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Fighting first broke out in Yemen in 2014, and the UN Development Programme estimates that, to November 2021, 377,000 people have been killed through direct and indirect means. The World Food Programme has described Yemen as the “world’s worst humanitarian crisis,” with 24 million now in need of humanitarian assistance.

The conflict has its origins in 2011, when President Ali Abdullah Saleh was forced to resign following popular protests. Following an UN-backed transition negotiated by the Gulf Cooperation Council, President Abd-Rabbu Mansour Hadi took power in 2012. Despite attempts to negotiate a new political settlement, conflict broke out in 2014 and the capital, Sana’a, was captured by Houthi rebels. The following year, a Saudi-led coalition intervened in support of the internationally recognised Hadi Government.

This briefing provides a summary of key events in the conflict, concerns for human rights, and ongoing peace negotiations. This includes the April 2022 ceasefire, which expired in October, Hadi handing power to a presidential council, and hopes for further negotiations in 2023.

Current political control

Yemen is now divided between the Houthi rebels in the north of the country, which includes the Yemeni capital, Sana’a, and the internationally recognised Government, which controls much of the south and east of the country. The US and Saudi Arabia judge the Houthis to receive military support from Iran.

Authority in the south is split between the Government and the Southern Transitional Council, a UAE-backed separatist group. In 2020, the two agreed to enter into a coalition Government. However, much of their agreement remains unimplemented, with a lack of integration between their forces.

In 2021 and 2022, fighting focused on the city of Marib, which is the last northern stronghold of Yemen’s recognised Government. The Houthis have also been blamed for several missile and drone attacks on areas within Saudi Arabia and the UAE. While January 2022 saw the UN warn that participants were “doubling down” on military options, a ceasefire was agreed in April and ran to October 2022—see below. Although this has now expired, there has been no sustained fighting since.

Human rights abuses and arms sales

The UN, NGOs and UK Government have raised concerns about human rights abuses committed by all sides in the conflict. These include indiscriminate shelling of civilians and air strikes against civilian areas.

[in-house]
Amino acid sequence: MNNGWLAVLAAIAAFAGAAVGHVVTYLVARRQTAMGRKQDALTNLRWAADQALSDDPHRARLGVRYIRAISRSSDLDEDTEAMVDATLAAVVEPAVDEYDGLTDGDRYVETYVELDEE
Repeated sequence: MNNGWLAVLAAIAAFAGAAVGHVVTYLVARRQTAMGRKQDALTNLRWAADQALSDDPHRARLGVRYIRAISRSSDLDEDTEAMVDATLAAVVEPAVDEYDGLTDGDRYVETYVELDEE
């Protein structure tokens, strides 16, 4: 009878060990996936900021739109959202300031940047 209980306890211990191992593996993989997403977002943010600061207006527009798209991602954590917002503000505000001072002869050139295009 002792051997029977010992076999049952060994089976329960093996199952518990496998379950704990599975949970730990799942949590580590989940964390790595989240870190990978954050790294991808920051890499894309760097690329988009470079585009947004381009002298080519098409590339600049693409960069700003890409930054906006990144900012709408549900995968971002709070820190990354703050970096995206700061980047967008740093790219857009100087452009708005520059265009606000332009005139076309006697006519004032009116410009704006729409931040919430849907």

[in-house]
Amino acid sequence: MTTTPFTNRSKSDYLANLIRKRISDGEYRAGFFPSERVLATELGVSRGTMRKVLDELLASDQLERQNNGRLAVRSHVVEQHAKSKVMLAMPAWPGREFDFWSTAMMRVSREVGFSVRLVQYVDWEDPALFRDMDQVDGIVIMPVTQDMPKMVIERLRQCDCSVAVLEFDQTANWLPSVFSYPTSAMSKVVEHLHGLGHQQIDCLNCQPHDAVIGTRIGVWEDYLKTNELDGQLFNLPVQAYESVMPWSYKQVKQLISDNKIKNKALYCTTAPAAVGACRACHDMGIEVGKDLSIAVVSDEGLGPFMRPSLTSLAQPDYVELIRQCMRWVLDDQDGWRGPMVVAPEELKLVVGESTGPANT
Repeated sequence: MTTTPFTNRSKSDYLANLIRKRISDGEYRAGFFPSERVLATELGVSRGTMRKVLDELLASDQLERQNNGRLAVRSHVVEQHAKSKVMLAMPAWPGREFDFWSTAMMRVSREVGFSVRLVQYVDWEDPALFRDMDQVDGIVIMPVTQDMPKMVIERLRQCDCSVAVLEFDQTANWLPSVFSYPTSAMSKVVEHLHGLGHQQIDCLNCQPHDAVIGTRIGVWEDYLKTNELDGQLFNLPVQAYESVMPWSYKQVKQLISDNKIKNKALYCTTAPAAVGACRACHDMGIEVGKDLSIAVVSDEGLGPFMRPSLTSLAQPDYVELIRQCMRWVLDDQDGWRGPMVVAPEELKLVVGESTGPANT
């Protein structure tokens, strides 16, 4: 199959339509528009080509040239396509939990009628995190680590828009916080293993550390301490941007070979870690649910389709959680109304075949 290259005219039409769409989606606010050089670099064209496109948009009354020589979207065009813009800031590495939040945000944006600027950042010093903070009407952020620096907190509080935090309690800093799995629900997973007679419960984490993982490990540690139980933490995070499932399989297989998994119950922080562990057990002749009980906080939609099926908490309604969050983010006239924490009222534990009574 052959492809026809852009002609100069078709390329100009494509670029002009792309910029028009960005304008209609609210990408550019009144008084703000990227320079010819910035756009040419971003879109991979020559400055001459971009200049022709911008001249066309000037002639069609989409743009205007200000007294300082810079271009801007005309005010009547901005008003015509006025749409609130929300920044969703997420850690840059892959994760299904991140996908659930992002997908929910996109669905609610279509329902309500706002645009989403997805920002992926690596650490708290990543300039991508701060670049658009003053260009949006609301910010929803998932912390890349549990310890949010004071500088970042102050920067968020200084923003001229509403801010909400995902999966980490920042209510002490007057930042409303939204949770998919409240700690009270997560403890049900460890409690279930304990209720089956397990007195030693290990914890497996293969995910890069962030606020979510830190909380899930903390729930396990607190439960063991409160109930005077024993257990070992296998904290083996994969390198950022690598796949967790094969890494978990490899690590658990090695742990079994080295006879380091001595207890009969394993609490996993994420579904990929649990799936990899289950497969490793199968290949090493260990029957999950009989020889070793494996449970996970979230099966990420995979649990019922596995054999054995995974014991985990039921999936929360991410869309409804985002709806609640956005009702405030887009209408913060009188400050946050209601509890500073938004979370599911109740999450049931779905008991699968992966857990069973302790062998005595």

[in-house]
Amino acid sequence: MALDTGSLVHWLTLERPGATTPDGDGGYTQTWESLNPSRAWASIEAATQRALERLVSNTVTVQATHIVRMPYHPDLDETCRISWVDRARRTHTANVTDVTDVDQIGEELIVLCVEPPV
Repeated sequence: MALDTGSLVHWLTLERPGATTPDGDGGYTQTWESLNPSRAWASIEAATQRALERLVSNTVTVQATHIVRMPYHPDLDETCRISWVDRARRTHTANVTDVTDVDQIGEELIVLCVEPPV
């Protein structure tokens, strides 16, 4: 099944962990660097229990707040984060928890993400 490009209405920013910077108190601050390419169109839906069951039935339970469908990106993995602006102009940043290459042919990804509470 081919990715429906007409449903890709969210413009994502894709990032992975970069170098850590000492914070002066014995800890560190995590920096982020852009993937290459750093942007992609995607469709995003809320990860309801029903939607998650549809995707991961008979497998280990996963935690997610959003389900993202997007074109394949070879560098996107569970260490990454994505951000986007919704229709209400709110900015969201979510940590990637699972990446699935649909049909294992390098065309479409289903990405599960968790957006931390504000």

UK arms sales to Saudi Arabia have proved controversial, as the Saudis have been accused of committing breaches of international humanitarian law (IHL) during its military operations in Yemen. The UK Government has argued there is “not a clear risk” that these UK military exports are used to violate IHL.

Negotiating a political settlement  

The UK is the penholder for Yemen at the UN Security Council. Acting as a penholder means the UK often takes the lead on Council activities relating to the country and the drafting of relevant resolutions.

Ceasefire in 2022 and further talks in 2023

The first nation-wide ceasefire in the conflict for six years was agreed in April 2022. This partly reflected that both sides were struggling militarily. The truce was renewed twice but expired in October.

April 2022 also saw Hadi hand power to a presidential council. This was believed to be the result of pressure from Saudi Arabia and the UAE, who pledged financial support to Yemen’s Government shortly after Hadi announced his decision. The UK and US have been among those to welcome the action, but the Houthis argue the government remains illegitimate.

While the ceasefire has expired, there has been no return to high-level conflict, though some fighting has been reported.

From April 2023, there have been further peace talks between the Houthis, the internationally recognised government, and Saudi Arabia, brokered by Oman. A major prisoner swap occurred the same month. Both the UN and UK have welcomed these initiatives and argue momentum is building for peace.

The decision of Iran and Saudi Arabia to re-establish diplomatic relations in April 2023 is expected to further facilitate negotiations towards a ceasefire in Yemen, though some challenges remain between the parties to the conflict.

Yemen’s humanitarian crisis

A summary of the humanitarian crisis in Yemen is described in the separate Library briefing: UK aid and Yemen’s humanitarian crisis (CBP09326). This also includes details on UK aid spending in the country.

Update log

May 2023: Updated details on negotiations during 2023 (section 3).

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